NOOR Architects Consultants is at the fore of figuring out what architecture looks like when freed from the limitations of physics and physical space. The Indian firm applied its real-world creative process to the metaverse, creating a digital extension of its Chandigarh studio for architects and clients to test boundaries and explore emerging technology. What began as a creative side project is already showing commercial potential: NOOR used its metaverse-based studio to imagine a brand’s experience center—a project that’s now underway in the physical world.
10th Most Influential Project of 2022
Consider the lotus leaf: naturally water-repellant, through a combination of surface structure and waxy coating. Two engineering professors at Canada’s McMaster University took inspiration from this natural wonder to design a surface coating that naturally repels liquids and particles. And in February, the team announced trials showing RepelWrap fends off not only bacteria, but viruses as well. That makes this new entrant a possible gamechanger in the antimicrobial-coating market—expected to grow nearly 12 percent annually through 2025. The product shows wide potential utility for high-touch areas—from workplace doorknobs to hospital equipment, school railings to concert hall seats. Just ask FendX Technologies, which purchased licensing rights to the formula.
A screen full of people’s faces is fine, but when it comes to encouraging creativity and collaboration, most virtual meetings fall flat. So U.S. tech company Miro set out to liven things up a bit, unveiling Miro Smart Meetings in October 2021. The suite of digital tools brings both visual creativity and distraction-busting structure. Think sticky notes and virtual whiteboards that can accommodate up to 1,000 users, plus an AI-powered tool that can instantly sort similar sticky notes and create visualized themes. There are also meeting templates—designed in collaboration with Deloitte, Dropbox and Salesforce—tailored to specific types of gatherings, including design sprints, retrospectives and planning sessions. In January—the same month Miro achieved unicorn status with a US$400 million funding round—it rolled out a new developer platform, allowing enterprise clients to embed Miro’s tools in any app, product or site.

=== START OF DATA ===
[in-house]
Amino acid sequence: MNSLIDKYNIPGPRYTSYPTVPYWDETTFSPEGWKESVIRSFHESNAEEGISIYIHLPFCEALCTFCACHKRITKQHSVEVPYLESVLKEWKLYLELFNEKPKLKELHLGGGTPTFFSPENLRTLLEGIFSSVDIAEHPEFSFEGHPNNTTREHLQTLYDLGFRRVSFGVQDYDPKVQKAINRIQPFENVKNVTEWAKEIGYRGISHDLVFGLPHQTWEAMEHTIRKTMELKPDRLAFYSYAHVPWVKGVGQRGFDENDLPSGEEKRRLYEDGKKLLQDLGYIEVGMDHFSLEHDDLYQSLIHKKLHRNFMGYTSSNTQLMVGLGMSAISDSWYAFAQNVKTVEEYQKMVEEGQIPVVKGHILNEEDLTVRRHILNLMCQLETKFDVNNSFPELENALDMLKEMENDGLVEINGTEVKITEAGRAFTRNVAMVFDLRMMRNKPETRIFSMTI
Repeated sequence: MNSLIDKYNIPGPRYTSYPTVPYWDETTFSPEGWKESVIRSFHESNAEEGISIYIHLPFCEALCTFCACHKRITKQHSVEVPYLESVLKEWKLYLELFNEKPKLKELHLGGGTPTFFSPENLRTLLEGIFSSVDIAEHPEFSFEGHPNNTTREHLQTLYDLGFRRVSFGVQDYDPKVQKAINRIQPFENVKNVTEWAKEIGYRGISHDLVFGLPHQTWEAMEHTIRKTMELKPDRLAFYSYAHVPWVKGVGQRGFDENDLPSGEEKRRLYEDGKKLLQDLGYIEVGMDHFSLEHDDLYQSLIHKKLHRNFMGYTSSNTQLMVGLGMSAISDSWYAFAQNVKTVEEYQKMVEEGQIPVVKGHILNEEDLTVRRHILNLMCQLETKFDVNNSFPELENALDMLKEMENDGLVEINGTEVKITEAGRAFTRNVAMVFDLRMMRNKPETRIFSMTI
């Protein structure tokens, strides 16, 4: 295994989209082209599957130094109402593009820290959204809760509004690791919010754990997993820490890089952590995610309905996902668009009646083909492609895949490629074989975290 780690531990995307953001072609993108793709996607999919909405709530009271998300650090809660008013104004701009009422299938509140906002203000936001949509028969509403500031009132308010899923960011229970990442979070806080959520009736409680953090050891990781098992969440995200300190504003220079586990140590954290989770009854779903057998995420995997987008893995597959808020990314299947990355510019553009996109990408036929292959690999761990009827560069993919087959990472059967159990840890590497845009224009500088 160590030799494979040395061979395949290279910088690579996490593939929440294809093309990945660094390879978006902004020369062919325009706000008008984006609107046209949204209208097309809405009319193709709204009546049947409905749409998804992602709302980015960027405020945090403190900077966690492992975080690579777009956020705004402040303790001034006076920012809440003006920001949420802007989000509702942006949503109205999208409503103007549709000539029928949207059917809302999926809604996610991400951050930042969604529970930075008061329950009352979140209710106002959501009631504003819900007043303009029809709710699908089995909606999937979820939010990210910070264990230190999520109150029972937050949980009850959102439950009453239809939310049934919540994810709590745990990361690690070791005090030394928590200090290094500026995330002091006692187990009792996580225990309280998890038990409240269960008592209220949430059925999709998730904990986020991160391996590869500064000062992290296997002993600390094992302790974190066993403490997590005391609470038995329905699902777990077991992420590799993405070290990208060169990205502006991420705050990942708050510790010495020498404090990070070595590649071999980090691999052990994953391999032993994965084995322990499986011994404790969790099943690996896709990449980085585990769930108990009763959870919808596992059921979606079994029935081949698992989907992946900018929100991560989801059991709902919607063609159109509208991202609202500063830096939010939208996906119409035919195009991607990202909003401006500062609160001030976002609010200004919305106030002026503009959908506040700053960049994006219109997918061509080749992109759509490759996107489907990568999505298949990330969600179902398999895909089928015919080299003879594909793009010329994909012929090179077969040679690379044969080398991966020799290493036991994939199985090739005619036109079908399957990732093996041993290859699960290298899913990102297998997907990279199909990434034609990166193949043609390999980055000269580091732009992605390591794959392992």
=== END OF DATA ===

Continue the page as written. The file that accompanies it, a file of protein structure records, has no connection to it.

From airline check-in kiosks to grocery self-checkout stations, businesses are increasingly embracing self-service (and the labor savings it brings). With Beti (short for: Better Employee Transaction Interface), Paycom brings those capabilities to payroll. Many employees are already largely responsible for their own timecards, expense reports, time-off requests and benefits. Now, at companies using Beti, employees can review, verify and initiate their own payroll, sparing HR departments the time and hassle. Unveiled last year, the employee-driven payroll system automatically identifies errors and missing information, then guides employees through resolving them—before payroll is run. The result, the company says, is fewer errors (and costly corrections) and a greater sense of financial empowerment among employees.
As any onboarding veteran will tell you, explaining the same internal processes to every new hire can be both tedious and taxing. The same goes for any real estate agent answering the same 10 questions about each house or brands answering customer-service queries. Recording hundreds of hours of video to handle such tasks can mean huge outlays of time, as well as expensive equipment and production costs. A new option? Outsourcing these communiques to Hour One’s AI-driven video platform, Reals. The service lets users generate engaging videos with photorealistic presenters based entirely on written text. The life-like presenter speaks what’s written—naturally and fluidly—in the user’s choice of languages. Launched in November 2021, Reals also allows users to customize the speaker’s look and the images that appear beside them, generating finished videos within minutes.